Are Automobile Safety Regulations Worth the Price: Evidence from Used Car Markets

Article excerpt


From 1972 to 1991 changes in safety regulations increased the cost of building new automobiles by $900. Over this same period emission control regulations increased the costs of new automobiles by $1400. This paper develops and estimates a model that tests whether consumers valued the effects safety regulations had on the safety of vehicles by comparing the effects of changes in safety regulations on used vehicle prices to the effects of changes in emission control regulations.

Changes in emission control regulations have only one immediate impact on the used vehicle market. As consumers attempt to substitute the now relatively less expensive used vehicles for the new vehicles, the prices of used vehicles are bid up. Safety regulations cause this same substitution effect, but, assuming they are effective, they also increase the relative value of owning new vehicles (due to the latter's increased safety). This second effect depresses the prices of used vehicles, so a change in the costs of new automobiles due to a change in safety regulations has a lesser impact on the prices of used vehicles than does a similar change in the costs of new automobiles due to a change in emission control regulations. If the second effect is stronger than the first, the prices of used vehicles will fall in response to the change in safety regulations. As shown in section II, this implies that the change in safety regulations increases social welfare.

The empirical model, discussed in section III, can differentiate between two possible valuations consumers may place on safety regulations. If the effect of changes in both emission control and safety regulations on the prices of used vehicles are identical, then consumers place no value on safety regulations. If increases in safety regulations decrease the prices of used vehicles, then consumers value the safety induced by these regulations more than their costs. The empirical results presented in section IV show that used vehicle prices fall in response to an increase in mandated safety, implying that consumers value the safety induced by safety regulations more than the additional cost imposed by these regulations. This has the surprising implication that the implementation of the safety regulations resulted in an overall Pareto improvement in social welfare.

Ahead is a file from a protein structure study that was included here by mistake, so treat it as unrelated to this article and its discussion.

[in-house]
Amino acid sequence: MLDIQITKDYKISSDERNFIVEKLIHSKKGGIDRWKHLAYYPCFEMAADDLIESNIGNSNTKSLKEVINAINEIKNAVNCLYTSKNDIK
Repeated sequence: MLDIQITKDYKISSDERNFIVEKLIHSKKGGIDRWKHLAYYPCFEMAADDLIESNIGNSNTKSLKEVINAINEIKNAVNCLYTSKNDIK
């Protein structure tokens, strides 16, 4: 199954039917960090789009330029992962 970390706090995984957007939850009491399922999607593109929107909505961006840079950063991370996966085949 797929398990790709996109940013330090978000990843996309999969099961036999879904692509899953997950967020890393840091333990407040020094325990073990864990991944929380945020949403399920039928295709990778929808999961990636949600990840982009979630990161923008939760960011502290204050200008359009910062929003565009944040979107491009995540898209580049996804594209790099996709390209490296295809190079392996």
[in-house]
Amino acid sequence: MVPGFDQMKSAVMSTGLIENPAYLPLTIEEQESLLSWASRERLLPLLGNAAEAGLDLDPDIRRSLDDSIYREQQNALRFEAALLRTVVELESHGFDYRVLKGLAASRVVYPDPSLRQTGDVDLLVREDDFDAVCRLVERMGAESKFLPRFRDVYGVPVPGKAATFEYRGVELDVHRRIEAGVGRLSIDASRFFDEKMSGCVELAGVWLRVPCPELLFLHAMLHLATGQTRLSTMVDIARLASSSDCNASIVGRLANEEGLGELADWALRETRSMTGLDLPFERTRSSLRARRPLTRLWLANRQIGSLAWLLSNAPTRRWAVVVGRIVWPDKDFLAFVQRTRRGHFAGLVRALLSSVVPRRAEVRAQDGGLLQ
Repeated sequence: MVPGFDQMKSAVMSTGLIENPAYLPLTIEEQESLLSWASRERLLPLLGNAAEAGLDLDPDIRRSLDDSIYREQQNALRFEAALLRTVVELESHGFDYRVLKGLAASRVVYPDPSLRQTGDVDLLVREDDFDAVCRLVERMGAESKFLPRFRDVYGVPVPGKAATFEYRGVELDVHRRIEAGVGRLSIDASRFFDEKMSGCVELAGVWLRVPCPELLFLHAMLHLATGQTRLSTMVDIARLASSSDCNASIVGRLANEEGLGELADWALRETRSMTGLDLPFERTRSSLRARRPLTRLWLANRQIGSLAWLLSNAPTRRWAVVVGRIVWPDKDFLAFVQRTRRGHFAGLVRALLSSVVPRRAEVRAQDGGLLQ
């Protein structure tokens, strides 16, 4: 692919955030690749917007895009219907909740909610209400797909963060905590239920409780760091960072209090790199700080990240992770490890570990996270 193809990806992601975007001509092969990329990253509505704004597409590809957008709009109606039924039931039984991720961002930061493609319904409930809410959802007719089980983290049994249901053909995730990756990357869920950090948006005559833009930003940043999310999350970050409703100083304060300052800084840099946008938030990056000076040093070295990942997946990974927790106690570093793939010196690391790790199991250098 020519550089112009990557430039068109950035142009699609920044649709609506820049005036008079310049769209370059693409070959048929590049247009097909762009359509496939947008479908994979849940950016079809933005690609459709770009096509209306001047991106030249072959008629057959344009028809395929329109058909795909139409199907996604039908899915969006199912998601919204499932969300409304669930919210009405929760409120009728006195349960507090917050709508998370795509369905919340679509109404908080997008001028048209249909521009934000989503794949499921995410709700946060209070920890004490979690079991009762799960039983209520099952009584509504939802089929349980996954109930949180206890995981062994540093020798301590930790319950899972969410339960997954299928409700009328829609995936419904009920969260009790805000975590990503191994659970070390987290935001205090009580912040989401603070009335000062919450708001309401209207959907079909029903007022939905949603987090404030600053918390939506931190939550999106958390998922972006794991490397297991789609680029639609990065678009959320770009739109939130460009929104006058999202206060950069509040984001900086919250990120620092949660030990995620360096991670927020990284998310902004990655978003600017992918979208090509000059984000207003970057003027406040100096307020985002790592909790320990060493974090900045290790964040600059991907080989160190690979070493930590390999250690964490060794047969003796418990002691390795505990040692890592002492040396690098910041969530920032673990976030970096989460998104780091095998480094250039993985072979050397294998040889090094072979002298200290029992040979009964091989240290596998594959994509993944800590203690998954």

The new and used car markets are assumed to be competitive with the cost of building a new car, MC, a constant given by the sum of a per-vehicle cost, V, the cost of emission controls, E, and the cost of safety, S. All automobiles with a given safety level, S, produce the same level of service regardless of age and are scrapped at an age of T with a scrap value of zero. Consumers are identical with income, I, discount rate, r, and own exactly one vehicle. They derive utility from automobile consumption and from a generic consumption good, g. Because clean air is assumed to be a public good, the utility derived from the automobile is dependent only on the vehicle's safety. This utility is given by d(S) with d[prime](S) [greater than] 0 and d[double prime](S) [less than] 0. The price of using a vehicle for one period is its rental value. In equilibrium, it is a function of the level of emission controls and safety built into new vehicles, [C.sup.n] and [S.sup.n], respectively, and the vehicle's own safety level, S, and is given by R([C.sup.n], [S.sup.n]; S).(1) The utility from the generic consumption good is given by f(g) with f[prime](g) [greater than] 0 and f[double prime](g) [less than] 0. The price of the generic consumption good is assumed to be one giving the following utility function for consumers, U = f[I - R([C.sup.n], [S.sup.n]; S)] + d(S), where total expenditure on the generic good is equal to I - R([C.sup.n], [S.sup.n]; S).

In a steady-state equilibrium, competition ensures that the expected present value of the rental values of the vehicle equals its marginal cost of production (as well as its price). …


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